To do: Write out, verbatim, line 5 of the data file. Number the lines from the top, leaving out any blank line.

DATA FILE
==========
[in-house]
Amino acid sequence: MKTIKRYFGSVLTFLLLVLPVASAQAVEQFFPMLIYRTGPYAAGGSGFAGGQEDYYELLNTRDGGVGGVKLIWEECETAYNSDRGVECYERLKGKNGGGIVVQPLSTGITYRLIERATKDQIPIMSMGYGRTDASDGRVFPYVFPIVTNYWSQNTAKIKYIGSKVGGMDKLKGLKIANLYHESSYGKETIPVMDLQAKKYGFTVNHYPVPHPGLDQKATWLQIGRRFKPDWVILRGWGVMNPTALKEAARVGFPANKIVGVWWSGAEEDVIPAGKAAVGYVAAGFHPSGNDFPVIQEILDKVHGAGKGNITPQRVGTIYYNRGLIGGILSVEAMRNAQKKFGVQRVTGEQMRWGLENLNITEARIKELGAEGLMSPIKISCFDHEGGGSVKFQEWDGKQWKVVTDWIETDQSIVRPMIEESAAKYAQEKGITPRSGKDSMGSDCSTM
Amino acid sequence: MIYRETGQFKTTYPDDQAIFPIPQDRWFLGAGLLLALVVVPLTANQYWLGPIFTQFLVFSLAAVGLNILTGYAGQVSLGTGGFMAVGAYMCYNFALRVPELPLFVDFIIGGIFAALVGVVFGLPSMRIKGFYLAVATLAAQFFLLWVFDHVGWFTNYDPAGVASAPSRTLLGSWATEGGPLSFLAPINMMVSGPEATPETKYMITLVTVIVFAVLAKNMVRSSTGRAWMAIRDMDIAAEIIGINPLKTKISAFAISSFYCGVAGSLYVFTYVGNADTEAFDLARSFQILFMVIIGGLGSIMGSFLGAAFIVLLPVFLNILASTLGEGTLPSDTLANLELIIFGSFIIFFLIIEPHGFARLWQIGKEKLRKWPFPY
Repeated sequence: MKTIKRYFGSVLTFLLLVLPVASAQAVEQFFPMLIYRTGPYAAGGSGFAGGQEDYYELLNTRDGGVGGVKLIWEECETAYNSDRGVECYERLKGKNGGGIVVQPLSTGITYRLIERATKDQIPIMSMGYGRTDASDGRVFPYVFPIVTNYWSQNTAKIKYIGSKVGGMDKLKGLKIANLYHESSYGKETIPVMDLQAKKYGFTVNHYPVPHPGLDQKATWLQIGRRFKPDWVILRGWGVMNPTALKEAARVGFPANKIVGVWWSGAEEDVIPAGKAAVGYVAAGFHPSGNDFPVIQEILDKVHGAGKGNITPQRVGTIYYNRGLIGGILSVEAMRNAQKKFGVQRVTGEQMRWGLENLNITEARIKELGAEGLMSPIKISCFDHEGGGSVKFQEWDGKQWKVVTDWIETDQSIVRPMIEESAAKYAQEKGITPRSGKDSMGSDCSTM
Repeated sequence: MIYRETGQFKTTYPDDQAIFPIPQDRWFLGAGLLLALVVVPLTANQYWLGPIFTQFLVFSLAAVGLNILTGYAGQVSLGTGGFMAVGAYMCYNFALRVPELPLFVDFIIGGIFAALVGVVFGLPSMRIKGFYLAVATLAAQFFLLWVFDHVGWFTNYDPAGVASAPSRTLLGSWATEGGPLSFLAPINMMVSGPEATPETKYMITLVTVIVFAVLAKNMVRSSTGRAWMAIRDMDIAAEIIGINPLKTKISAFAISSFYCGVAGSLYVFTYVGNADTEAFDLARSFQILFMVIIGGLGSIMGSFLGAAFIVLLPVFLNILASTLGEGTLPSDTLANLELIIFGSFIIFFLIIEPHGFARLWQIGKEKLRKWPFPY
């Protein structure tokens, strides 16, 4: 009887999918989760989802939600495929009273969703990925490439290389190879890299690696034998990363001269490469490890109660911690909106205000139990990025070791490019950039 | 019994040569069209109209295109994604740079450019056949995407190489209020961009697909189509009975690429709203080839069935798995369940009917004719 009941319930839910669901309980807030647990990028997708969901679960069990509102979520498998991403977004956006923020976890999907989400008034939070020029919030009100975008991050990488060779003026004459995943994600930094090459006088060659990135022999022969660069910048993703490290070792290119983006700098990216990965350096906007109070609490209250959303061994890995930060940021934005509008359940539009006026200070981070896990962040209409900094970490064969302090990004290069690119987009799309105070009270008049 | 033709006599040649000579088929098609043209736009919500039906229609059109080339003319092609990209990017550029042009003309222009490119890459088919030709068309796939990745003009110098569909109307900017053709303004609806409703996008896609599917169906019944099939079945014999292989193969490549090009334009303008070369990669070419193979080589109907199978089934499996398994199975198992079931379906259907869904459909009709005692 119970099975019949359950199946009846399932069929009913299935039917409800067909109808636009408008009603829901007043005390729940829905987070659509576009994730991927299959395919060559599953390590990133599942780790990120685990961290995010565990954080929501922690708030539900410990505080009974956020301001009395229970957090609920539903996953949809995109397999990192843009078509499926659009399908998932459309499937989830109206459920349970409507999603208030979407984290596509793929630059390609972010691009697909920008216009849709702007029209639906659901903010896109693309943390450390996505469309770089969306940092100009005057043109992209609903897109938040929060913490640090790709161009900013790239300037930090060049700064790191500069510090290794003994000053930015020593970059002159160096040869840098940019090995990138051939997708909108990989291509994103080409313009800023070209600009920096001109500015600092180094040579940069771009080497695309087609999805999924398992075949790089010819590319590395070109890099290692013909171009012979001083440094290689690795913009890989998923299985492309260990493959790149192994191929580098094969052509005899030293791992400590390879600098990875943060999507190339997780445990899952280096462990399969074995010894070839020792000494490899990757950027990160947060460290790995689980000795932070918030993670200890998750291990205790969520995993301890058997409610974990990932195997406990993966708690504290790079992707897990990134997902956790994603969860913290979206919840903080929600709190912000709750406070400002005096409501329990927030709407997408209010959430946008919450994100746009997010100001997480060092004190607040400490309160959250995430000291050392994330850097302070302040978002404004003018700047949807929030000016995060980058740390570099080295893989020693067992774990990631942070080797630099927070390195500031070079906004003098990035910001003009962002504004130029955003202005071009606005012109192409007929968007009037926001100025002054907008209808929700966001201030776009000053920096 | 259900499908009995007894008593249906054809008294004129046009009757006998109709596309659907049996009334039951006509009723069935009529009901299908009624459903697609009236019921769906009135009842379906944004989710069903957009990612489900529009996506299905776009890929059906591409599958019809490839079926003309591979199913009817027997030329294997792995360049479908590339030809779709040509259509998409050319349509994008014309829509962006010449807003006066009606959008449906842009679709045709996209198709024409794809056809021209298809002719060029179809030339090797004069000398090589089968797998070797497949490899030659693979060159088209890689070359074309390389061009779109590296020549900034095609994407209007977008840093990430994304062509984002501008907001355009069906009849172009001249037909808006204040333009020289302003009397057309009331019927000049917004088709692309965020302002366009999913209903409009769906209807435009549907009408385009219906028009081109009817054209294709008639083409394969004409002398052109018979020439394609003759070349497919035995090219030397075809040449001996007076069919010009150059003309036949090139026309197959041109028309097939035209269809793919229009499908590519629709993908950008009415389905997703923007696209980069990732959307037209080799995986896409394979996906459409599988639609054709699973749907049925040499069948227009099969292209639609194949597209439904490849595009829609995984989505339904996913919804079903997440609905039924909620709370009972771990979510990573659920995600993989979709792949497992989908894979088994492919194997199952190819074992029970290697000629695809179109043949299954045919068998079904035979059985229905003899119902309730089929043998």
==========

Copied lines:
Repeated sequence: MIYRETGQFKTTYPDDQAIFPIPQDRWFLGAGLLLALVVVPLTANQYWLGPIFTQFLVFSLAAVGLNILTGYAGQVSLGTGGFMAVGAYMCYNFALRVPELPLFVDFIIGGIFAALVGVVFGLPSMRIKGFYLAVATLAAQFFLLWVFDHVGWFTNYDPAGVASAPSRTLLGSWATEGGPLSFLAPINMMVSGPEATPETKYMITLVTVIVFAVLAKNMVRSSTGRAWMAIRDMDIAAEIIGINPLKTKISAFAISSFYCGVAGSLYVFTYVGNADTEAFDLARSFQILFMVIIGGLGSIMGSFLGAAFIVLLPVFLNILASTLGEGTLPSDTLANLELIIFGSFIIFFLIIEPHGFARLWQIGKEKLRKWPFPY